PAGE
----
Malaysia is facing intense challenges for its “wawasan 2020”, and it is clear that despite being on its way to achieve the much craved developed nation status by 2020, it will remain a country rigged by scandals, corrupt practices and money politics.
A recent article by Bloomberg characterised the scenario of the near future for the country, and we added our own spice to it.
There are many predicaments that Malaysia has to overcome in the next few years in order to achieve the developed nation status as more skyscrapers and a few new train lines would not suffice.
As Najib is plowing billions of ringgit in building new highways and a more connected public transportation, he removed subsidies that the people need more in order to boost the nation’s finances, said Bloomberg.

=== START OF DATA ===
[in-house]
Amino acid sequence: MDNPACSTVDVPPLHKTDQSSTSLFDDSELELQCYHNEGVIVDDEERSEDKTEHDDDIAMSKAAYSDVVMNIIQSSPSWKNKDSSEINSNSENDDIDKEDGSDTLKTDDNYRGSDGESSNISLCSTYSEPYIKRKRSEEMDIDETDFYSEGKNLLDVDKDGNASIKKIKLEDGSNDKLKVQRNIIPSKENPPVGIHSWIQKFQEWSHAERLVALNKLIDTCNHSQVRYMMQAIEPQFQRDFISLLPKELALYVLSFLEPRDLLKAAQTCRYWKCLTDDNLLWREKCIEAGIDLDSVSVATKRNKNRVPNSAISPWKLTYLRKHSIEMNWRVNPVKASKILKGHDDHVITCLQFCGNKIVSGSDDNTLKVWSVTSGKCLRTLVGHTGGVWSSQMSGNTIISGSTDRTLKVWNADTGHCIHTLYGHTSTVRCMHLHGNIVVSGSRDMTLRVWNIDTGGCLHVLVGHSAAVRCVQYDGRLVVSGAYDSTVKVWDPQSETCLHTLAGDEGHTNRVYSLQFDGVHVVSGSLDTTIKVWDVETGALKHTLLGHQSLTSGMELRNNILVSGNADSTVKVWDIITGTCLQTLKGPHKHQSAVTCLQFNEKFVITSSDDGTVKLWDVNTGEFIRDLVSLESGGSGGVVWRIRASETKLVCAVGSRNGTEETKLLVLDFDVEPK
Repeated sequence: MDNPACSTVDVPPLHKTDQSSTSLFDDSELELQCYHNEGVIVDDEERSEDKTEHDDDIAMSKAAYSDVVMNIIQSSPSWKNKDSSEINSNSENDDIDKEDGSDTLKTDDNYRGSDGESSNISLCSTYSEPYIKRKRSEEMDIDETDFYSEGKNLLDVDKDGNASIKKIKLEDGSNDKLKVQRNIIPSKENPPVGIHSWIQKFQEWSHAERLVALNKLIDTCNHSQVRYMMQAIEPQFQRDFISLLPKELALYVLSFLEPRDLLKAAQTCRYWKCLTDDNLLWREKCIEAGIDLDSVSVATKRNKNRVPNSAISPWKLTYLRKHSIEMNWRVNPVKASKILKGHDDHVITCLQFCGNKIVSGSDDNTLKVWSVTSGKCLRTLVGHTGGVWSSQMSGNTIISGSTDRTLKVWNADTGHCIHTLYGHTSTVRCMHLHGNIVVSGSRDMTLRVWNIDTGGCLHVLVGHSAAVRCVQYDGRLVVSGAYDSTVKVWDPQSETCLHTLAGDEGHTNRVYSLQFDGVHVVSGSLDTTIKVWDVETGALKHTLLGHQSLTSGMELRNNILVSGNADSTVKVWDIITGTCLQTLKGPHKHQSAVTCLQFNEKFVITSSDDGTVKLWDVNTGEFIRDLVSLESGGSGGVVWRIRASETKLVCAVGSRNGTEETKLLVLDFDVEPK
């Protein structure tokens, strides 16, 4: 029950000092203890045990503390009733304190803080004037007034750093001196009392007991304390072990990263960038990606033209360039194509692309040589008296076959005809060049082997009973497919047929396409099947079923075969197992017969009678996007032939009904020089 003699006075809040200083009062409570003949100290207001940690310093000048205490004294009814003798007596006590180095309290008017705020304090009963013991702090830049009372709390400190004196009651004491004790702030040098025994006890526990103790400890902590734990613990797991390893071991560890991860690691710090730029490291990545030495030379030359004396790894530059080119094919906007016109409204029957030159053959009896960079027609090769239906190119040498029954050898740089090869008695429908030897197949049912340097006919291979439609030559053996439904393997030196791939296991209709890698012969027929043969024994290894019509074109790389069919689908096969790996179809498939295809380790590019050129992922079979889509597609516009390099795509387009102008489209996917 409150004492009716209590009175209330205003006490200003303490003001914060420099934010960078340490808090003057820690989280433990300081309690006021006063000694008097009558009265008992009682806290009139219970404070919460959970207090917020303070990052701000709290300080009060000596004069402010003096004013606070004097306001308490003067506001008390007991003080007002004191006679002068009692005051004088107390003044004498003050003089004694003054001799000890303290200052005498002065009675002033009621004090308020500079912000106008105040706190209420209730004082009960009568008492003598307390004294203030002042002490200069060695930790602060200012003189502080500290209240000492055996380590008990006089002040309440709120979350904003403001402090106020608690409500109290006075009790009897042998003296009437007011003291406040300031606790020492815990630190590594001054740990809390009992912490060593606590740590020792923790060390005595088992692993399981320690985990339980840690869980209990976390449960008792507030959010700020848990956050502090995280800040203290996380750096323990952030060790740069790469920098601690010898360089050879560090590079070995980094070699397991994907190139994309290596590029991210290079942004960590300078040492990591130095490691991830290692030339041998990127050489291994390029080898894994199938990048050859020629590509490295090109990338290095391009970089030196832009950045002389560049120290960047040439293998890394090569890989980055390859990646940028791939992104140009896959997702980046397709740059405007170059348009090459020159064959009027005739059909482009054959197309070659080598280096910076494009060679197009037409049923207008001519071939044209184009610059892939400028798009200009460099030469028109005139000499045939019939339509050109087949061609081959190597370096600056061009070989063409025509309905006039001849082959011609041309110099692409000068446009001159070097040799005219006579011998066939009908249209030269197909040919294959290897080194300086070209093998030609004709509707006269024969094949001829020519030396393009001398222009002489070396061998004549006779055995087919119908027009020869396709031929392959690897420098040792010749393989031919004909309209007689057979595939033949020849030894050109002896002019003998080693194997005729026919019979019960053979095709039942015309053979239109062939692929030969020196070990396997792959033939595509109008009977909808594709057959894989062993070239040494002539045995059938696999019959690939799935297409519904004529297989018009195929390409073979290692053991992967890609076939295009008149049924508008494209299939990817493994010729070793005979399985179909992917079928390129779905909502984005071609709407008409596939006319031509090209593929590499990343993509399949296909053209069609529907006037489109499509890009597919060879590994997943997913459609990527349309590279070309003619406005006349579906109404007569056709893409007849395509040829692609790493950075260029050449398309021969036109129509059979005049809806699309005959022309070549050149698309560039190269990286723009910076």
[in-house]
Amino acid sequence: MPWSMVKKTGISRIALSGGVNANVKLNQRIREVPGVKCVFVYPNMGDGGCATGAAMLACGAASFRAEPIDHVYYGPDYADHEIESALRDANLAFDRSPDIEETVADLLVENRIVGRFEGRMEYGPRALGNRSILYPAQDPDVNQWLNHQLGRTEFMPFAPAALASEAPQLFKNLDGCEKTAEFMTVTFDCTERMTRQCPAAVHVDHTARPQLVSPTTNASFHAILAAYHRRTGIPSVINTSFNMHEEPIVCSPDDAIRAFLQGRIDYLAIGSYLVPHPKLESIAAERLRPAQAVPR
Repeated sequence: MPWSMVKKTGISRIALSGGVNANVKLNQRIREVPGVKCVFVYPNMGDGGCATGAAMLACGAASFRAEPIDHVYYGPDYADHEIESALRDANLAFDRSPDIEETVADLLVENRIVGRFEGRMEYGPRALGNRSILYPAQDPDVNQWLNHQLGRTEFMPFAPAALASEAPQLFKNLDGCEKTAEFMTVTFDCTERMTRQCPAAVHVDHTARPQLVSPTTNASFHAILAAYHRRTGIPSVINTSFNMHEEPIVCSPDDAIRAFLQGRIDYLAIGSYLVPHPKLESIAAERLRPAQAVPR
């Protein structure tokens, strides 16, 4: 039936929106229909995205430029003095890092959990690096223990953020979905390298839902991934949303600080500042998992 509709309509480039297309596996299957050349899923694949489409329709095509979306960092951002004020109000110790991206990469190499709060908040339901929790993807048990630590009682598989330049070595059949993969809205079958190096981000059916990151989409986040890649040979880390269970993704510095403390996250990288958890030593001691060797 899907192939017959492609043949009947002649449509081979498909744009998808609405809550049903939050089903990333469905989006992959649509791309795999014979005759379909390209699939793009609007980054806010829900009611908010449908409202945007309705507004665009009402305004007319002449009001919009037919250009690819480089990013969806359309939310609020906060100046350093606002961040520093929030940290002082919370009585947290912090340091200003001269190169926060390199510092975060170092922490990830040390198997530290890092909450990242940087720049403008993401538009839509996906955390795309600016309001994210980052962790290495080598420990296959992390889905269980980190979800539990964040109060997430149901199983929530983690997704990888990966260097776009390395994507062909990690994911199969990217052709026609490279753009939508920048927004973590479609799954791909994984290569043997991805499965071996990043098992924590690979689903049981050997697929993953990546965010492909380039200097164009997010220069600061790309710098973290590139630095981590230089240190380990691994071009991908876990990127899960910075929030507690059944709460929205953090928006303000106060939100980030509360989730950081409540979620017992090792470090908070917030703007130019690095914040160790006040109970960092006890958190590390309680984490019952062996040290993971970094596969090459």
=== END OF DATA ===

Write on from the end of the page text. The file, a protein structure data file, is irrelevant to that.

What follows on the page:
Corruption and cronyism is an on going problem in Malaysia that is still persisting. The culture of protectionism of incompetence at decision level in local companies are also persisting.
There’s also the money politics that trickles cash down from the party chiefs to the grassroots, helping to keep the ruling coalition in uninterrupted power for six decades.
The Human Rights Watch said that Malaysia needs to have a strong opposition party, a more relaxed and opened media, along with a more powerful anti-corruption agency which relies less on the government.
Other critics say that Malaysia needs to stop patronage politics, which is one big cause factor for corruption. It needs to stop in order to avoid scandals later on.
Najib’s banker brother said that Malaysia needs to fix its “moral compass” after the 1MDB scandal erupted in the world’s media.
Campaign funds for the elections needs to be stricter as it would reduce the level of money politics in the country.
Najib has set up a commission whose chairman said that it would ban donations from overseas and government-linked sources.
Lastly, the Malaysian academics are starting to promote the radicalisation of Islam in the country, whether it is a good or bad thing, lets see how they do it.